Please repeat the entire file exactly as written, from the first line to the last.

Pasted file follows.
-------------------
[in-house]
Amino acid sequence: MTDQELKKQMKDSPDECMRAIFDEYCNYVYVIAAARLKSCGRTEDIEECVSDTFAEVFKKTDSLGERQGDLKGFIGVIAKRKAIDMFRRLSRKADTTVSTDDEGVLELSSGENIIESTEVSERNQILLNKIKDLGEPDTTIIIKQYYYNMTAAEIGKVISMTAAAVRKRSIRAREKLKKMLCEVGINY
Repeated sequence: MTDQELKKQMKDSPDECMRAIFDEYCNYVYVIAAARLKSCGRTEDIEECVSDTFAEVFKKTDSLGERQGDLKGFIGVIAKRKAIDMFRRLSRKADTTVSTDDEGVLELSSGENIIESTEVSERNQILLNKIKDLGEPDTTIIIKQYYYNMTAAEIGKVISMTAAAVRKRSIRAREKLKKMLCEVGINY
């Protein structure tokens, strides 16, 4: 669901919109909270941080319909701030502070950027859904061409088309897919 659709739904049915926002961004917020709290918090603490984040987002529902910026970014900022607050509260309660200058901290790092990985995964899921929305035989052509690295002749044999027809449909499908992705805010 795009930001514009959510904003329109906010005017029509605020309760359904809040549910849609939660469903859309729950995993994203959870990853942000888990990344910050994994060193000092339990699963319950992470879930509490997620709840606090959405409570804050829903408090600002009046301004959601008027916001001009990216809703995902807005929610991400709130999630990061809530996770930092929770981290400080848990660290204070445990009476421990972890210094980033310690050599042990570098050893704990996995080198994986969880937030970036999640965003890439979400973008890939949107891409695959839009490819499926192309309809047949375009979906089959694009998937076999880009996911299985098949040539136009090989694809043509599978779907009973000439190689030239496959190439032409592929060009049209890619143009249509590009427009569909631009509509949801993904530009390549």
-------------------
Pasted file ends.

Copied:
[in-house]
Amino acid sequence: MTDQELKKQMKDSPDECMRAIFDEYCNYVYVIAAARLKSCGRTEDIEECVSDTFAEVFKKTDSLGERQGDLKGFIGVIAKRKAIDMFRRLSRKADTTVSTDDEGVLELSSGENIIESTEVSERNQILLNKIKDLGEPDTTIIIKQYYYNMTAAEIGKVISMTAAAVRKRSIRAREKLKKMLCEVGINY
Repeated sequence: MTDQELKKQMKDSPDECMRAIFDEYCNYVYVIAAARLKSCGRTEDIEECVSDTFAEVFKKTDSLGERQGDLKGFIGVIAKRKAIDMFRRLSRKADTTVSTDDEGVLELSSGENIIESTEVSERNQILLNKIKDLGEPDTTIIIKQYYYNMTAAEIGKVISMTAAAVRKRSIRAREKLKKMLCEVGINY
């Protein structure tokens, strides 16, 4: 669901919109909270941080319909701030502070950027859904061409088309897919 659709739904049915926002961004917020709290918090603490984040987002529902910026970014900022607050509260309660200058901290790092990985995964899921929305035989052509690295002749044999027809449909499908992705805010 795009930001514009959510904003329109906010005017029509605020309760359904809040549910849609939660469903859309729950995993994203959870990853942000888990990344910050994994060193000092339990699963319950992470879930509490997620709840606090959405409570804050829903408090600002009046301004959601008027916001001009990216809703995902807005929610991400709130999630990061809530996770930092929770981290400080848990660290204070445990009476421990972890210094980033310690050599042990570098050893704990996995080198994986969880937030970036999640965003890439979400973008890939949107891409695959839009490819499926192309309809047949375009979906089959694009998937076999880009996911299985098949040539136009090989694809043509599978779907009973000439190689030239496959190439032409592929060009049209890619143009249509590009427009569909631009509509949801993904530009390549």